A quality residential treatment program begins with medical detox, which ends the physical dependence on drugs or alcohol by allowing traces of a substance to leave the brain. During medical detox, which is supervised by a team of physicians and mental health professionals, the substance of abuse is withheld. Various medications may be administered as needed to reduce the danger and discomfort associated with withdrawal as well as to shorten the duration of detox.
While medical detox breaks the physical dependence on a substance, detox alone doesn’t address the addiction, which is far more complex and involves a range of underlying issues that must be addressed and missing skills that must be developed. Some of the most common issues that underlie an addiction include:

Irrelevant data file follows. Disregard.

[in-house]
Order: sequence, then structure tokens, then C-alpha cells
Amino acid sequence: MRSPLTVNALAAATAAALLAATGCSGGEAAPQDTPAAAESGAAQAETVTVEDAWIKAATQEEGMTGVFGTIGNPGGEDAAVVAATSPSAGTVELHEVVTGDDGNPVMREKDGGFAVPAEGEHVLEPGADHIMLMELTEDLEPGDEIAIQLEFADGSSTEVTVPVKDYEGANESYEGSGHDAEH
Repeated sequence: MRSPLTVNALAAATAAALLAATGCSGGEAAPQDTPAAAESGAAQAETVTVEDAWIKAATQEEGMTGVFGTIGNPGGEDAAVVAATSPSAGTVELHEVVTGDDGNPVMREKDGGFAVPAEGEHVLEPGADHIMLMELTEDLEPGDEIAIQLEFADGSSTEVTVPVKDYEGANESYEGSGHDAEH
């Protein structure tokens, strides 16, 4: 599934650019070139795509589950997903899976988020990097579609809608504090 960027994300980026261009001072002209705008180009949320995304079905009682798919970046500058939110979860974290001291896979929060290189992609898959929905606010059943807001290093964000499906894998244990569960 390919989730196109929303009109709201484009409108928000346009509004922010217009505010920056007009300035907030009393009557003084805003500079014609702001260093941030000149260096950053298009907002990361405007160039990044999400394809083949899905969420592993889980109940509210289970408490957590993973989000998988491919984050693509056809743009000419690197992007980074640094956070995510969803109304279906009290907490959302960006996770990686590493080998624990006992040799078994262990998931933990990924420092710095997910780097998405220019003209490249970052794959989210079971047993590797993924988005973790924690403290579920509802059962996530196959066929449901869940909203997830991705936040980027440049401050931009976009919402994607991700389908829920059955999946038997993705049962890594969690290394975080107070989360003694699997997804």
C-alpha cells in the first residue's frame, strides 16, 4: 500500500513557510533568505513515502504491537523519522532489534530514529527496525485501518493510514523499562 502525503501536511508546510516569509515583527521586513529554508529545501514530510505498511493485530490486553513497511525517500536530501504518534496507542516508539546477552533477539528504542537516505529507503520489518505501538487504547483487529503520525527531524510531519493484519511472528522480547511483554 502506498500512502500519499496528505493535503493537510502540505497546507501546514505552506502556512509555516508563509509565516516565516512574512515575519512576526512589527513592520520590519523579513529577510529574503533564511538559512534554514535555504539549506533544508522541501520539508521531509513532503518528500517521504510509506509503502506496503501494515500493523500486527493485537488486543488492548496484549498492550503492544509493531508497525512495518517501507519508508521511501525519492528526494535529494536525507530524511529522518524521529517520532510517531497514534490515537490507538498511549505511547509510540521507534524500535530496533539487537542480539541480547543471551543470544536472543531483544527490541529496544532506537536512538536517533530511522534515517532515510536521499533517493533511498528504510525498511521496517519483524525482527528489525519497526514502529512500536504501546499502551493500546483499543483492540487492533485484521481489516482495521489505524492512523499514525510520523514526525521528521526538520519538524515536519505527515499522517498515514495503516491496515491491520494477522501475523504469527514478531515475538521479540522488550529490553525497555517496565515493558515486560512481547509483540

- Former trauma, such as physical or sexual abuse
- Chronic stress
- Mental illness, such as anxiety or depression
- Post-traumatic stress disorder, or PTSD, which results from being the witness to or victim of a traumatic event
- Poor familial relationships and dysfunction in the household
- A lack of coping skills for stress and other triggers
Choosing a Treatment Program: Residential vs. Outpatient Treatment
The two main types of treatment programs are residential and outpatient. Residential programs require an individual to live at an inpatient facility while receiving treatment. Outpatient treatment enables an individual to live at home during treatment.
The most important consideration for choosing a treatment program is matching the treatment setting to your needs.2 The least restrictive environment that will be safe and effective is the ideal treatment setting for any individual. The most common treatment settings, from least restrictive to most restrictive, are outpatient, intensive outpatient, short-term residential and long-term residential treatment.